I have also learned that most good governance isn’t necessarily about the cult of the CEO. Rather it’s about really effective top teams. Building a team, whether it’s a corporate board or Federal Treasury, is about first getting clarity around the basic questions: What are the fundamental objectives? What are we trying to achieve? What is the strategy to achieve it? What are our values and how will we hold people to account?
You also need to understand objectives specific to the conjuncture the organisation finds itself in. Then there are the human qualities that you look for. Recently, for me, it’s been about having people on the board with a good track record of execution, because execution eats strategy. Courage and independence are other really important traits on boards.
Harsh lessons early
There’s one moment from my early life I remember like yesterday — coming back after school to our family home in Melbourne and seeing a bank mortgagee sale sign on the front lawn. I had no idea my father’s business and his marriage were in crisis. Seeing my dad’s professional, economic and emotional life fall in a heap — and watching my mother walk out on the family — made me realise I never wanted that to happen to me. While it didn’t feel like it at the time, adversity in early life is a gift that builds resilience and determination. It’s not really what happens to you that counts, it’s how you react to it. I’ve used that fear of failure to drive me all of my life.
That moment came back to me when I was deputy secretary at Treasury, having a brawl with Paul Keating about raising interest rates to 18 per cent in the late 1980s and thinking there would be more David Morgans coming home to read mortgagee sale signs. I had the same thought when I was running two-thirds of Westpac in the early 1990s and we had to take a hard line on defaulting home mortgages. You need to look at the common good through a veil of ignorance. And you need to examine your own facts and conscience closely.
Peers and pathways
An important reason to study economics at La Trobe was the background of my father’s failed business and thinking I could improve my chances of succeeding in business. I’d also had a wonderful high-school economics teacher and I’d promised him I’d do economics. That didn’t stop me from trying to be an actor, a film director and a professional footballer, but the life lesson I’ve taken away from those times is: do what you like and are good at — not necessarily what you love. Because I loved acting, film directing and Australian Rules football, I just wasn’t good enough at any of them.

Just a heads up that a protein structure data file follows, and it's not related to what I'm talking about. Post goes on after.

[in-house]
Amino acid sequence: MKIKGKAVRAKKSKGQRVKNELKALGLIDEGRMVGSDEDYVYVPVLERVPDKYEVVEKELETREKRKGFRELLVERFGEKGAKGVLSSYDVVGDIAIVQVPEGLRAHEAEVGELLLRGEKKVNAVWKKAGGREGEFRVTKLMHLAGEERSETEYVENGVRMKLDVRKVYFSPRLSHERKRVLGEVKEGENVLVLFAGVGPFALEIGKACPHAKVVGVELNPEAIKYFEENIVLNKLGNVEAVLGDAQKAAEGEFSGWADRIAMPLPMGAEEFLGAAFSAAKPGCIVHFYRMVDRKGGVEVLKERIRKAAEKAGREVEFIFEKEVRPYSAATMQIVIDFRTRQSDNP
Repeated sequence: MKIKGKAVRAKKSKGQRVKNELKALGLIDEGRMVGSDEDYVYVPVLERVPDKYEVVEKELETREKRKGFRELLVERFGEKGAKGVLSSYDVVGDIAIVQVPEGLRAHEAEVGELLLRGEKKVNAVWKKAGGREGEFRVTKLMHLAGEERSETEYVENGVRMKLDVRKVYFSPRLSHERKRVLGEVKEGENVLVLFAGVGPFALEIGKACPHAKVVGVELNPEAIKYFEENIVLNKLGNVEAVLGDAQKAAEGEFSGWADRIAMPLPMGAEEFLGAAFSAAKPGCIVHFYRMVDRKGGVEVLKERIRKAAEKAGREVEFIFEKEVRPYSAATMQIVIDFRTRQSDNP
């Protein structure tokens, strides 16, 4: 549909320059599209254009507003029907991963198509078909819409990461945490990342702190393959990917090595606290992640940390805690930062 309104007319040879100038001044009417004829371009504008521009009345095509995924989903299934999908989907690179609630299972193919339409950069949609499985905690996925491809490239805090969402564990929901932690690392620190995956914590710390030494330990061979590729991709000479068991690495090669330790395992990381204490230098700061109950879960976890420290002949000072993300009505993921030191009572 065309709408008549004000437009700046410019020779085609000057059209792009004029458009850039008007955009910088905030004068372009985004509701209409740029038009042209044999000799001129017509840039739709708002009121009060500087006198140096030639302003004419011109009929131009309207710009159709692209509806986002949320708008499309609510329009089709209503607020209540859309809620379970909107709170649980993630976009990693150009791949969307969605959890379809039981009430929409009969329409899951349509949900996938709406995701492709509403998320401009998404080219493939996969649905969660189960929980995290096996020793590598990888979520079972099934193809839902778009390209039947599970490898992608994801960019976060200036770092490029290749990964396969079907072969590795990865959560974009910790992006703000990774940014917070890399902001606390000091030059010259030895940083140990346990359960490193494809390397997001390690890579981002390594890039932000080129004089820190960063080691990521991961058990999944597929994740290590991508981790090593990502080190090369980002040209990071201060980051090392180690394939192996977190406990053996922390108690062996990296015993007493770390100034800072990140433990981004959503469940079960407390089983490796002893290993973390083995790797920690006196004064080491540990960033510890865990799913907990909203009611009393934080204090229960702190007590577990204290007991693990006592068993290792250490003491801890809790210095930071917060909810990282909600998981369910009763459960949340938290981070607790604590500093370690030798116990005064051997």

I went to La Trobe in its foundation year and was blessed with incredible peers, many who also did honours economics — Bill Kelty (former ACTU secretary), Garry Weaven (ex-chair of IFM Investors), Terry Moran (ex-secretary, Department of PM and Cabinet) — and I roomed with [Paul Keating’s speech writer] Don Watson. You actually learn more from your peers than you do from your teachers and to have wonderful peers like that class, I was so lucky. Anyone who gets to where I got in life and doesn’t admit they’ve had massive dollops of luck is either an abject liar or completely delusional.
I really care about this country and that’s not some sort of lazy jingoism. When I look at what an ordinary kid from very ordinary beginnings had the opportunity to achieve, you realise you really win the citizenship lottery being born here. Australia is better than we think we are. We need to speak up for the Australian public service, speak up for the banking industry. Yes, it’s got to change, but let’s fix it in the way that leaves it as world-class and doesn’t weaken it.
I don’t claim to have had universal truths and I absolutely recognise and acknowledge the glorious diversity of human nature. Different things work for different people. I made a lot of mistakes, but mistakes are the best learning experiences.